Shifters: basically species that shift. In my books I have several. Dragons shift between human and dragon form. Werewolves have several forms and vampires too.
One of the problems with writing this kind of species is it can feel like a cop-out. Yeah they’re dragons, but when that’s not convenient they don’t have to be!
So, how do I personally fix that?
Well, there’s a couple of things.
The first and main way is by never letting them be fully human. They have what they refer to as a human form, but they don’t necessarily pass. They have slit pupils, claws and fangs and occasionally strangely coloured hair (dragons). Vampires too have fangs, white hair and red eyes. Werewolf’s have fangs and claws. They may have two legs, two arms, and a human face but not human is going to mistake them for one of them.
Plus it goes further than that. (From here on out I’m going to focus mostly on dragons as an example which are the species I work the most with in my book). My character’s don’t only have fangs, they use them. When angry a normal person might glare but dragon’s will growl or snarl. They’ll show their fangs and remind people they are capable of far more harm then appearance would suggest.
They exhibit behaviours such as basking in the sunlight.
They are often shown drinking freshly boiled tea without giving it a moment to cool down.
Sitting almost inside the fireplace on a cold day.
They may walk on two feet, but while writing I make a conscious effort to never let them be human, because they’re not. If I wanted to write humans I would. And I do. There are characters who are humans who are shown in contrast to them.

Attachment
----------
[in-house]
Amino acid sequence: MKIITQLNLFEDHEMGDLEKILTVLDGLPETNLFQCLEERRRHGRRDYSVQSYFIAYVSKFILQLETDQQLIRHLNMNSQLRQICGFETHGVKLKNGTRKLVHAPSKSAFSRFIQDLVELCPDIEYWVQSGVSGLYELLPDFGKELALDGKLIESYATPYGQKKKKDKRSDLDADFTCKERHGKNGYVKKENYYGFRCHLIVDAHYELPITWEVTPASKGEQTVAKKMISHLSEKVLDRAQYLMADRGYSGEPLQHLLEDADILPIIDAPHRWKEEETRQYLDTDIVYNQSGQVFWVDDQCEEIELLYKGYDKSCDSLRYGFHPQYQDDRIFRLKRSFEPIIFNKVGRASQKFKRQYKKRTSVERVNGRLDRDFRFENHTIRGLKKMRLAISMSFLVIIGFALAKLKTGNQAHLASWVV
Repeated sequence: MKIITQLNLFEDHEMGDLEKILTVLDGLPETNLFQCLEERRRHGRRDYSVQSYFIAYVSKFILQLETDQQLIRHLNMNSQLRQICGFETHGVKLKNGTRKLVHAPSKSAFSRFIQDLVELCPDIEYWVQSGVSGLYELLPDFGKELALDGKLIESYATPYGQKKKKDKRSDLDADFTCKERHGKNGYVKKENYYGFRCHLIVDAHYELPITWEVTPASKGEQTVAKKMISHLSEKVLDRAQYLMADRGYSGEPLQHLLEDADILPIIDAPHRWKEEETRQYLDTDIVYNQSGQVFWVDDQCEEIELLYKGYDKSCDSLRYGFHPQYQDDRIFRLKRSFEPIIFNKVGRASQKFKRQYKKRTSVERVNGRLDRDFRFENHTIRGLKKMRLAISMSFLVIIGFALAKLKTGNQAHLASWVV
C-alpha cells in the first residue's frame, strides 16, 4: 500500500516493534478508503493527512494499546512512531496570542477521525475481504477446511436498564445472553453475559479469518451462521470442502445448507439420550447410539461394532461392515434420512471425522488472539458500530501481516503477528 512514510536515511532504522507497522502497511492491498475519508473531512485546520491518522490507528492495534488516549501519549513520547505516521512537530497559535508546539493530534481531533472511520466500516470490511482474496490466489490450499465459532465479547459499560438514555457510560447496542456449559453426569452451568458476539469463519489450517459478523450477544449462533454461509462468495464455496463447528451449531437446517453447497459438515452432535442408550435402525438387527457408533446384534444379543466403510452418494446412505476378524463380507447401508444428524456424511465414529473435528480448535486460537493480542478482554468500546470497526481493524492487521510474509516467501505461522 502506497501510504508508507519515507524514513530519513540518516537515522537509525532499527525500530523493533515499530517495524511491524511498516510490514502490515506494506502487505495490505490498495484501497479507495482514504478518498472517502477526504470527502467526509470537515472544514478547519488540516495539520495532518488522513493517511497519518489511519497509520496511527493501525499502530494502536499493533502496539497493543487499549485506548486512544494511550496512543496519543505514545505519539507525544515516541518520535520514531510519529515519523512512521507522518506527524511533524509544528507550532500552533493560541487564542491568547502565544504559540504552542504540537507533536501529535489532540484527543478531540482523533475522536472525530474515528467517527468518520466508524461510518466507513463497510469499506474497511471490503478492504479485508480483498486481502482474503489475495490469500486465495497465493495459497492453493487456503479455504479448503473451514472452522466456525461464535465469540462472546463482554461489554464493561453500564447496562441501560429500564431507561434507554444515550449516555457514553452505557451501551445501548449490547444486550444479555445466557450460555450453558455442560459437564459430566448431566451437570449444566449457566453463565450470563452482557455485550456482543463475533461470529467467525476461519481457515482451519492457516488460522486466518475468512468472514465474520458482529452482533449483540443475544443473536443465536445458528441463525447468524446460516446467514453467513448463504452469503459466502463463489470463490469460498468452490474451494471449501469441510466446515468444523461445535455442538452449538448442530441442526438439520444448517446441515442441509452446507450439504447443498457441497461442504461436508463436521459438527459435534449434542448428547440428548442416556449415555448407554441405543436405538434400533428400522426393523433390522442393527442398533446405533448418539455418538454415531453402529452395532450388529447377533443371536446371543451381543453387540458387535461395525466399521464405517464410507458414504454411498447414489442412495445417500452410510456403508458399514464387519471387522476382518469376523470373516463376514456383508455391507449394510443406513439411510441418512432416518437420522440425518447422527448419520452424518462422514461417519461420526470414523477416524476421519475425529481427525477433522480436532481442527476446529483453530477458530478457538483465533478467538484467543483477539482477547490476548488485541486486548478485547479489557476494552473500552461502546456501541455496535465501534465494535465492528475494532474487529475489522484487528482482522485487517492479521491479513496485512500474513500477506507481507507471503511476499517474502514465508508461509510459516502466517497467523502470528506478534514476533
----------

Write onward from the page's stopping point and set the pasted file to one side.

And on the other side of the spectrum, why do they shift? How does that work? How does that change their culture?
I don’t make a species into a shifting species if there isn’t a good reason.
Shifters in my book exist due to history, basically any intelligent species is a descendant of fairies. Humans are fairies who no longer posses any magic. Fairies have a humanoid form which is why many species also receive that form.
Dragons used to shift mainly for mating purposes. But as time went on the human form with their extendable thumbs and smaller size was perfect for much work that goes on.
Nowadays dragons us their human and dragon from almost indistinguishably, it’s often just a matter of preference which form one will take during their downtime. Although some older individuals do consider the dragon form to be the superior form and look down on the youth who choose to bask in the sun in their two legged form.
Making sure shifters feel natural in the world you create is important. Suspension of disbelief is hard to pull of but probably on of the most important parts of being a fantasy author.
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I hope this helped. What kind of a shifting character are you working on? Or what is a shifting character from media you enjoyed?